|Day's Range||31,898.75 - 32,304.04|
|52 Week Range||25,520.23 - 32,708.53|
Bank of America's high-net-worth clients are making big bets on Japan. The bank said its private clients, who together have about $3.1 trillion in assets under management, have been predominantly buying [Japanese stocks](https://www.
The eurozone was hit by a combination of soaring inflation and rising interest rates, as household consumption declined, as well as Russia’s war on Ukraine which has pushed energy and food prices higher.
Wall Street stocks followed Europe, mainly slipping into the red on news that US mortgage approvals for home purchases fell to their lowest level in nearly 30 years in May.
A major dam at a hydro-electric power plant on the Dnipro river in the southern Kherson region of Ukraine has been blown up. Ukraine's military has accused Russian forces for the attack on the Nova Kakhovka.
Investors have found plenty of reasons to buy Japanese stocks this year, and a robust U.S. jobs report was as good as any. The Nikkei Stock Average rose 2.2% to 32217.43 on Monday, closing above the 32,000 mark for the first time since July 1990, as [strong U.
The Nikkei 225 rose more than 5% in May, thanks in part to foreign investors. Max Kettner, Chief Multi-Asset Strategist at HSBC, joins Yahoo Finance Live to discuss the Japanese market's strength.
The US economy added 339,000 nonfarm payroll jobs last month while the unemployment rate rose to 3.7%.
With Japan reforming its business practices, it's time to pay attention to Japanese stocks.
British Land booted off FTSE 100 while Ocado dodges demotion.
Investors are anticipating the outcome of US debt vote and digesting the latest economic data from China.
Congress is expected to vote on legislation to pass the deal on Wednesday.
President Biden and House Speaker Kevin McCarthy have still not reached an agreement on how to raise the US government's $31.4 trillion debt ceiling.
Japan’s key stock benchmark hit the latest in a series of multidecade highs Monday, notching its highest close since July 1990. Here are a few reasons investors have turned bullish on the country, and why Japan's Nikkei 225 index is beating regional rivals such as South Korea's Kospi and Hong Kong's Hang Seng Index. + **The weak yen.** Japan’s currency has tumbled against the dollar over the last two years.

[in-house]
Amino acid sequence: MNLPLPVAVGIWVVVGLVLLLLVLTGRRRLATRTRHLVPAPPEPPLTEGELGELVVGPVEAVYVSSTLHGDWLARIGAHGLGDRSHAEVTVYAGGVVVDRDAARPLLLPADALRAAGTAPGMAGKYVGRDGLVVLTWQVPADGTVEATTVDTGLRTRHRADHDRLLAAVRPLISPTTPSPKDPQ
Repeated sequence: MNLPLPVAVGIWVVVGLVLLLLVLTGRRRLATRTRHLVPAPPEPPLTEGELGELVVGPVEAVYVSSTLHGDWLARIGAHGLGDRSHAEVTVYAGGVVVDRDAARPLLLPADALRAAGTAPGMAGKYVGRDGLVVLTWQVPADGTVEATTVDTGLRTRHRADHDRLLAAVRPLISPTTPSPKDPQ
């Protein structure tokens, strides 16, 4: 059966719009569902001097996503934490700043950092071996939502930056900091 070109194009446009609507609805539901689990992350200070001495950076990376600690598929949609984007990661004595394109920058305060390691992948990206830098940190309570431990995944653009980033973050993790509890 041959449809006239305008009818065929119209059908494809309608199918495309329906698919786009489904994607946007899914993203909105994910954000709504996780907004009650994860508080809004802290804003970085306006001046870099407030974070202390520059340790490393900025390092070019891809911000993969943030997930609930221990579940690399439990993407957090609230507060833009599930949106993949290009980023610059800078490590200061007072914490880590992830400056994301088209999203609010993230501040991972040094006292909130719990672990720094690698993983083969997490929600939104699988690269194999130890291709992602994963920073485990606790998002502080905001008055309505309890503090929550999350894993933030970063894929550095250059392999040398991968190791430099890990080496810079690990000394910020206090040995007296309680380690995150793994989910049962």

A look at how the major markets are performing on Monday.
The Nikkei 225 stock average closed at a 33-year high Friday, capping an 18% rise this year. The last time the benchmark was at this level, phones couldn’t send text messages, George H.W. Bush was president and the Soviet Union was still a thing.
The hot new stock play is a country with a shrinking population, a tumbling currency and an economy that is still smaller in real terms than it was four years ago. Japan is back—at least for foreign investors. The last time the benchmark was at this level, phones couldn’t send text messages, George H.W. Bush was president and the Soviet Union was still a thing.
Traders' appetite for risk was boosted by optimism over an eventual breakthrough for US debt-ceiling talks and Walmart beating expectations.
A growing economy, rising tourism and a political system that allows for dissent—what's not to like? That seems to be the mood among foreign investors looking at Japan these days as stock averages reach new milestones.
The FTSE 100 finished in the red as US debt ceiling talks stalled sparking fears of a US default.
The Tokyo Stock Exchange’s broadest index hit a nearly 33-year high Tuesday, supported by growing demand from overseas investors and hopes for a pause in U.S. interest-rate increases. The Topix index rose 0.
FTSE 100 closes higher after hitting its highest level in almost a week.
FTSE 100 closes the week higher as the UK economy returned to growth.
Investors are gearing up for an announcement on UK interest rates which is due at noon.
Traders turned their attention to US inflation data and a decision from the Bank of England on interest rates, both due this week.
Investors are considering the impact of the latest interest rates hikes from the US and Europe.